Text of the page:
I have never been hard-core. Like most people I have reservations about aspects of policy. All I have been doing is firing a few shots back at policies and people whose main motivation is how much money will they have in their pocket rather than a balance between money in the pocket and a society that attempts a wider brief of improvements for all.
    The right does not want this book revisited. I can understand your talking the title down.
    Hoolian…Hollowmen…are you guys related?

  21. Quoth the Raven 21

    And two, what’s Labour got to offer instead? Trevour “I think with my fists’ Mallard?

    Hoolian what about Gerry Brownlee.

Recent Comments

Recent Posts

  • Swiss tax agreement tightens net
    Opportunities to dodge tax are shrinking with the completion of a new tax agreement with Switzerland, Revenue Minister Stuart Nash announced today. Mr Nash and the Swiss Ambassador David Vogelsanger have today signed documents to update the double tax agreement (DTA). The previous DTA was signed in 1980. “Double tax ...
    2 weeks ago
  • Maintaining momentum for small business innovation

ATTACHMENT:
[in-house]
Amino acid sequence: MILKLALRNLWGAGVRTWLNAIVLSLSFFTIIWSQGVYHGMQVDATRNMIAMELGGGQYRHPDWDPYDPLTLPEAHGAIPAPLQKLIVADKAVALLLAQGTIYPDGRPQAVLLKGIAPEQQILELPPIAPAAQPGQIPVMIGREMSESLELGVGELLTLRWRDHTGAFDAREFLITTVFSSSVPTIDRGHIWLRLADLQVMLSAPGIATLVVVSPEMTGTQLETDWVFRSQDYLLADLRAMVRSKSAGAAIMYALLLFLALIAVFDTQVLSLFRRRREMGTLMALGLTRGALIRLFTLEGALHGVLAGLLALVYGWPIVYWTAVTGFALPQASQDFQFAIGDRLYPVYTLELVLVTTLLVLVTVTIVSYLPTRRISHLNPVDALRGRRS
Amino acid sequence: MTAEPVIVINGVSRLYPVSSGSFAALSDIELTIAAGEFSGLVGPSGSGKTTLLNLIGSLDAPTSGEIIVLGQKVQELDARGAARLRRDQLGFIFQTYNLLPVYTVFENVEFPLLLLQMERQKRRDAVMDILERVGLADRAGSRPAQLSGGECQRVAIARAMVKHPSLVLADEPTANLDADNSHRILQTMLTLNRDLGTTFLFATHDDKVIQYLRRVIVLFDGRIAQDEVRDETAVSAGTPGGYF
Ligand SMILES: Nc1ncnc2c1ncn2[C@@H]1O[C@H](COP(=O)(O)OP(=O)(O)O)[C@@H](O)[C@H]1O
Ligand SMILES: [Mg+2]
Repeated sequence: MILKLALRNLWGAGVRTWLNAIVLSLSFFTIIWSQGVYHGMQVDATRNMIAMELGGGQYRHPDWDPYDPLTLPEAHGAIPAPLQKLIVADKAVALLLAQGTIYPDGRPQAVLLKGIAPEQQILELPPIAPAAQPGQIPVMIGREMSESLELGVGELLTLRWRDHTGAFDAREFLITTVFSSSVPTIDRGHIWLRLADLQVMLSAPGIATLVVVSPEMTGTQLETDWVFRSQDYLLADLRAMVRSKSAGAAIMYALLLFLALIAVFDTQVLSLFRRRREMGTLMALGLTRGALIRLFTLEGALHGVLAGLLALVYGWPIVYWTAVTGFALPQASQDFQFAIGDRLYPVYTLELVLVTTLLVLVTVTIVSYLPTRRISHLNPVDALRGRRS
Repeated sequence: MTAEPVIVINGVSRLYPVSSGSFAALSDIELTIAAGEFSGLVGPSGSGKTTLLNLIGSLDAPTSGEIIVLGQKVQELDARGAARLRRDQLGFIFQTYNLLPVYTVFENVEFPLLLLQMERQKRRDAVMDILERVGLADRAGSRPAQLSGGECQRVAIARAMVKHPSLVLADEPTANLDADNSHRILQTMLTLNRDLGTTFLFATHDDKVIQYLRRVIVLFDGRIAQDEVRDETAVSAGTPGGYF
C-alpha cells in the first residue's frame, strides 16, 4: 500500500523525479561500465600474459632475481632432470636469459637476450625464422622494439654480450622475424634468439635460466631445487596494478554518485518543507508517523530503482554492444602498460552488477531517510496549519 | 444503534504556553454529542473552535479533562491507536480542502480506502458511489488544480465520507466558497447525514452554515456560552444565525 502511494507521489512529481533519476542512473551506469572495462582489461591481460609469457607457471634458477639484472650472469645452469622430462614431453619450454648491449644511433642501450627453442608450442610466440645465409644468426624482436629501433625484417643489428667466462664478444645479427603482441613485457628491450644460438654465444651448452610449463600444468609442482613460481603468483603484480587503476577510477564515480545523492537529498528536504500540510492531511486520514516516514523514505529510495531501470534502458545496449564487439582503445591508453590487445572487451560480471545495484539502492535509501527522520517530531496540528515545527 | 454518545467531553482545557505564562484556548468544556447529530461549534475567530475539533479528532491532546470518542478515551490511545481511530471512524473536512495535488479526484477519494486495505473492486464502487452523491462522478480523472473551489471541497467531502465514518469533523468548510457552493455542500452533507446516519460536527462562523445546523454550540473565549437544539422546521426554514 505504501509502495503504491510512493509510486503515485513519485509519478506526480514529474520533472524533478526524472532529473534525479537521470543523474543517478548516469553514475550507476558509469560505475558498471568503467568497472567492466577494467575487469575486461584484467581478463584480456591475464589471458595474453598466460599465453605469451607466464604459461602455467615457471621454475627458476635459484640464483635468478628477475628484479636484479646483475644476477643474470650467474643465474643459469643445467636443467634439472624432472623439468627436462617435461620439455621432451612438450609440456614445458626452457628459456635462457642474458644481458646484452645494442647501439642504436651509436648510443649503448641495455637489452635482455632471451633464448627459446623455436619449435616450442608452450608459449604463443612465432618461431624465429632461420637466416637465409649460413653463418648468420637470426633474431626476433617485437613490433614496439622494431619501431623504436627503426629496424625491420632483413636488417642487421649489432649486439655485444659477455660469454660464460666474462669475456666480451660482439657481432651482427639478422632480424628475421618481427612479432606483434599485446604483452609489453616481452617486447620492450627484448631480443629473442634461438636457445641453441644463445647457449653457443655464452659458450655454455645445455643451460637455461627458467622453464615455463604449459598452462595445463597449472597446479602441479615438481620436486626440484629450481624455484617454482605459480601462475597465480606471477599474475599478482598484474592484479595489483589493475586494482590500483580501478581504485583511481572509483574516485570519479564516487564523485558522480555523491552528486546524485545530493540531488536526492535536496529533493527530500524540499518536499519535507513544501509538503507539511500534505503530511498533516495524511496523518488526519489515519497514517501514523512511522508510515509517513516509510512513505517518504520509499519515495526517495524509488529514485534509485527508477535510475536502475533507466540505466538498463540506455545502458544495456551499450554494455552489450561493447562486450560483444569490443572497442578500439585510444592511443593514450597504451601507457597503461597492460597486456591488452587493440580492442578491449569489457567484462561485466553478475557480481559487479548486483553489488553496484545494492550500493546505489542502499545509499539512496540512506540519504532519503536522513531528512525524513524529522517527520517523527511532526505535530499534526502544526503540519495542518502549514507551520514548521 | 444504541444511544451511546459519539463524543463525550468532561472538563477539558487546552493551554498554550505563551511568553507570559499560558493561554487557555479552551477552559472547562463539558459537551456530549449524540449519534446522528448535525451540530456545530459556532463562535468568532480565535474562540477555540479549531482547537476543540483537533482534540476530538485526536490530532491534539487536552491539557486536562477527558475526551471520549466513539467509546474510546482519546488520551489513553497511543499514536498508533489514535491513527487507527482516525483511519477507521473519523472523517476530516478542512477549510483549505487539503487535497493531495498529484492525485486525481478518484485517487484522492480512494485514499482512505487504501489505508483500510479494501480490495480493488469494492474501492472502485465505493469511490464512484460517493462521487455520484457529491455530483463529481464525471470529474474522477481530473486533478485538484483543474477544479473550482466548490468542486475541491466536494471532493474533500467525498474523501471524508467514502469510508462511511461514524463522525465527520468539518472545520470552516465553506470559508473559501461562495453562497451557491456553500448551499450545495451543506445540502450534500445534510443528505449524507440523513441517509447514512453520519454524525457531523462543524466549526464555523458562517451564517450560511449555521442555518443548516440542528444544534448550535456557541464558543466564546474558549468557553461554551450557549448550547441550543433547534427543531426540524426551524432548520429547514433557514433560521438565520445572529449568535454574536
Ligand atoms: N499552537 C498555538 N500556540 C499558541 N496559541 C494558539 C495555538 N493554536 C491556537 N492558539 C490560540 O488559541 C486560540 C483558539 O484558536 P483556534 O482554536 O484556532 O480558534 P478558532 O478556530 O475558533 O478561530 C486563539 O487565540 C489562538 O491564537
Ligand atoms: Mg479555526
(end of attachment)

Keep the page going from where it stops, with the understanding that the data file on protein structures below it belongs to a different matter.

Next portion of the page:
Small Business Minister Stuart Nash says the report of the Small Business Council will help maintain the momentum for innovation and improvements in the sector. Mr Nash has thanked the members of the Small Business Council (SBC) who this week handed over their report, Empowering small businesses to aspire, succeed ...
    3 weeks ago
  • Seventy-eight new Police constables
    Extra Police officers are being deployed from Northland to Southland with the graduation of a new wing of recruits from the Royal New Zealand Police College. “The graduation of 78 constables today means that 1524 new constables have been deployed since the government took office,” says Police Minister Stuart Nash. ...
    3 weeks ago